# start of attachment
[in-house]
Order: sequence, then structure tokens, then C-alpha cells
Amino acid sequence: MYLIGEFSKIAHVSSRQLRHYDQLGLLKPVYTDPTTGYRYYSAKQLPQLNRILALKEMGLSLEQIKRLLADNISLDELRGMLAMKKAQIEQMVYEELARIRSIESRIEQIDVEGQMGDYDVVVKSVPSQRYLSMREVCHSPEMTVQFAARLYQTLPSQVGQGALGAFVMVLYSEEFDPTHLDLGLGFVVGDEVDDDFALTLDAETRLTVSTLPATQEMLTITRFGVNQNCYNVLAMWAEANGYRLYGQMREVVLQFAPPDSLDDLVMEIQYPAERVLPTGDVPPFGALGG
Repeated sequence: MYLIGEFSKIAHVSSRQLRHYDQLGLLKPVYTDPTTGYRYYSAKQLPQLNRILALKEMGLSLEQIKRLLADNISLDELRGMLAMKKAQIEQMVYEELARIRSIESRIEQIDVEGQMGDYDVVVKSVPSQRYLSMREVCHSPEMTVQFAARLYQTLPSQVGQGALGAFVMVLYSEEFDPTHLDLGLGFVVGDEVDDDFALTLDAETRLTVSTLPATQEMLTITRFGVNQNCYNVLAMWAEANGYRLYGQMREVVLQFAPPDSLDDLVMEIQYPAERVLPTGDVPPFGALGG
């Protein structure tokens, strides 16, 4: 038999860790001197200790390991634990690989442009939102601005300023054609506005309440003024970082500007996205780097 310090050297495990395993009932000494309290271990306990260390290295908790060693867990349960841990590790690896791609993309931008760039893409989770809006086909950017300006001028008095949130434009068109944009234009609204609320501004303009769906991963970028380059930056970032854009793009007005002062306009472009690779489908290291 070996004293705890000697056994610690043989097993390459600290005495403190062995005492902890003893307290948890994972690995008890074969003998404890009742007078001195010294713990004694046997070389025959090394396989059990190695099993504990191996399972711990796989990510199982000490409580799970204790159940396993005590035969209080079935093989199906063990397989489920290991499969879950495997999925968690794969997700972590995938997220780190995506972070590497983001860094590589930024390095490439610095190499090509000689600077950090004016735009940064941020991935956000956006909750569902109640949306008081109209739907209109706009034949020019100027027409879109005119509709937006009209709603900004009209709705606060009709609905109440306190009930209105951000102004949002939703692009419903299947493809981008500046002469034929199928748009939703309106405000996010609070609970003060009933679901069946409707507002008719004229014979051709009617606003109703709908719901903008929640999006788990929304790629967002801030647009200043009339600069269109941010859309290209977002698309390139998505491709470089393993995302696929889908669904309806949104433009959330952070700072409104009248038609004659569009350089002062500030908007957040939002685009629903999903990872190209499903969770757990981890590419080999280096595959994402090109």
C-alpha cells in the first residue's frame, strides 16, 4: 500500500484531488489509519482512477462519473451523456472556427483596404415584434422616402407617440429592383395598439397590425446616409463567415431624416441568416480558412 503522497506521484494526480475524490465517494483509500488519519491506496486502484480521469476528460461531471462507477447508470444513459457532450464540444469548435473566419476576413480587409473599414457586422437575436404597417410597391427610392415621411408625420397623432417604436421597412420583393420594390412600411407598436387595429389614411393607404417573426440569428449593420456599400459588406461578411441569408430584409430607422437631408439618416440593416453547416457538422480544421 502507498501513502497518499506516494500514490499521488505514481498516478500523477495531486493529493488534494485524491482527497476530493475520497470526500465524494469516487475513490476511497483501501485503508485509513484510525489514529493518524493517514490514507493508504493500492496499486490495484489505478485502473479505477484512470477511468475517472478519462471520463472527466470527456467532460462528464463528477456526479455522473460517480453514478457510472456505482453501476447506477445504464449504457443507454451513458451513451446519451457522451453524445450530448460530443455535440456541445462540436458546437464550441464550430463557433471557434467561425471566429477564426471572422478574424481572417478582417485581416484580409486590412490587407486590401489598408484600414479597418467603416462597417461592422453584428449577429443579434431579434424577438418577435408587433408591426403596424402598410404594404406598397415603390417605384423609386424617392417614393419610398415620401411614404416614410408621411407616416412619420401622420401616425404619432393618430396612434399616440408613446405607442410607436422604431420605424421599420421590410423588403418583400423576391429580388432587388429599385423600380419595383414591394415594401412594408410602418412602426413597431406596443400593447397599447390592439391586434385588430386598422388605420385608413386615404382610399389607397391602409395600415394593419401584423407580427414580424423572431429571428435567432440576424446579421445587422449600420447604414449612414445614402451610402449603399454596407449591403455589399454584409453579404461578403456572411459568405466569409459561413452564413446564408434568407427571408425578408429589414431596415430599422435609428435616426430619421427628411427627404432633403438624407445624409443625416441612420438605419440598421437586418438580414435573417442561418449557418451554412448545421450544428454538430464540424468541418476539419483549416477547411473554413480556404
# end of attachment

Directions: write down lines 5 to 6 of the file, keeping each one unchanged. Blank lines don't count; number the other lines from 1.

């Protein structure tokens, strides 16, 4: 038999860790001197200790390991634990690989442009939102601005300023054609506005309440003024970082500007996205780097 310090050297495990395993009932000494309290271990306990260390290295908790060693867990349960841990590790690896791609993309931008760039893409989770809006086909950017300006001028008095949130434009068109944009234009609204609320501004303009769906991963970028380059930056970032854009793009007005002062306009472009690779489908290291 070996004293705890000697056994610690043989097993390459600290005495403190062995005492902890003893307290948890994972690995008890074969003998404890009742007078001195010294713990004694046997070389025959090394396989059990190695099993504990191996399972711990796989990510199982000490409580799970204790159940396993005590035969209080079935093989199906063990397989489920290991499969879950495997999925968690794969997700972590995938997220780190995506972070590497983001860094590589930024390095490439610095190499090509000689600077950090004016735009940064941020991935956000956006909750569902109640949306008081109209739907209109706009034949020019100027027409879109005119509709937006009209709603900004009209709705606060009709609905109440306190009930209105951000102004949002939703692009419903299947493809981008500046002469034929199928748009939703309106405000996010609070609970003060009933679901069946409707507002008719004229014979051709009617606003109703709908719901903008929640999006788990929304790629967002801030647009200043009339600069269109941010859309290209977002698309390139998505491709470089393993995302696929889908669904309806949104433009959330952070700072409104009248038609004659569009350089002062500030908007957040939002685009629903999903990872190209499903969770757990981890590419080999280096595959994402090109």
C-alpha cells in the first residue's frame, strides 16, 4: 500500500484531488489509519482512477462519473451523456472556427483596404415584434422616402407617440429592383395598439397590425446616409463567415431624416441568416480558412 503522497506521484494526480475524490465517494483509500488519519491506496486502484480521469476528460461531471462507477447508470444513459457532450464540444469548435473566419476576413480587409473599414457586422437575436404597417410597391427610392415621411408625420397623432417604436421597412420583393420594390412600411407598436387595429389614411393607404417573426440569428449593420456599400459588406461578411441569408430584409430607422437631408439618416440593416453547416457538422480544421 502507498501513502497518499506516494500514490499521488505514481498516478500523477495531486493529493488534494485524491482527497476530493475520497470526500465524494469516487475513490476511497483501501485503508485509513484510525489514529493518524493517514490514507493508504493500492496499486490495484489505478485502473479505477484512470477511468475517472478519462471520463472527466470527456467532460462528464463528477456526479455522473460517480453514478457510472456505482453501476447506477445504464449504457443507454451513458451513451446519451457522451453524445450530448460530443455535440456541445462540436458546437464550441464550430463557433471557434467561425471566429477564426471572422478574424481572417478582417485581416484580409486590412490587407486590401489598408484600414479597418467603416462597417461592422453584428449577429443579434431579434424577438418577435408587433408591426403596424402598410404594404406598397415603390417605384423609386424617392417614393419610398415620401411614404416614410408621411407616416412619420401622420401616425404619432393618430396612434399616440408613446405607442410607436422604431420605424421599420421590410423588403418583400423576391429580388432587388429599385423600380419595383414591394415594401412594408410602418412602426413597431406596443400593447397599447390592439391586434385588430386598422388605420385608413386615404382610399389607397391602409395600415394593419401584423407580427414580424423572431429571428435567432440576424446579421445587422449600420447604414449612414445614402451610402449603399454596407449591403455589399454584409453579404461578403456572411459568405466569409459561413452564413446564408434568407427571408425578408429589414431596415430599422435609428435616426430619421427628411427627404432633403438624407445624409443625416441612420438605419440598421437586418438580414435573417442561418449557418451554412448545421450544428454538430464540424468541418476539419483549416477547411473554413480556404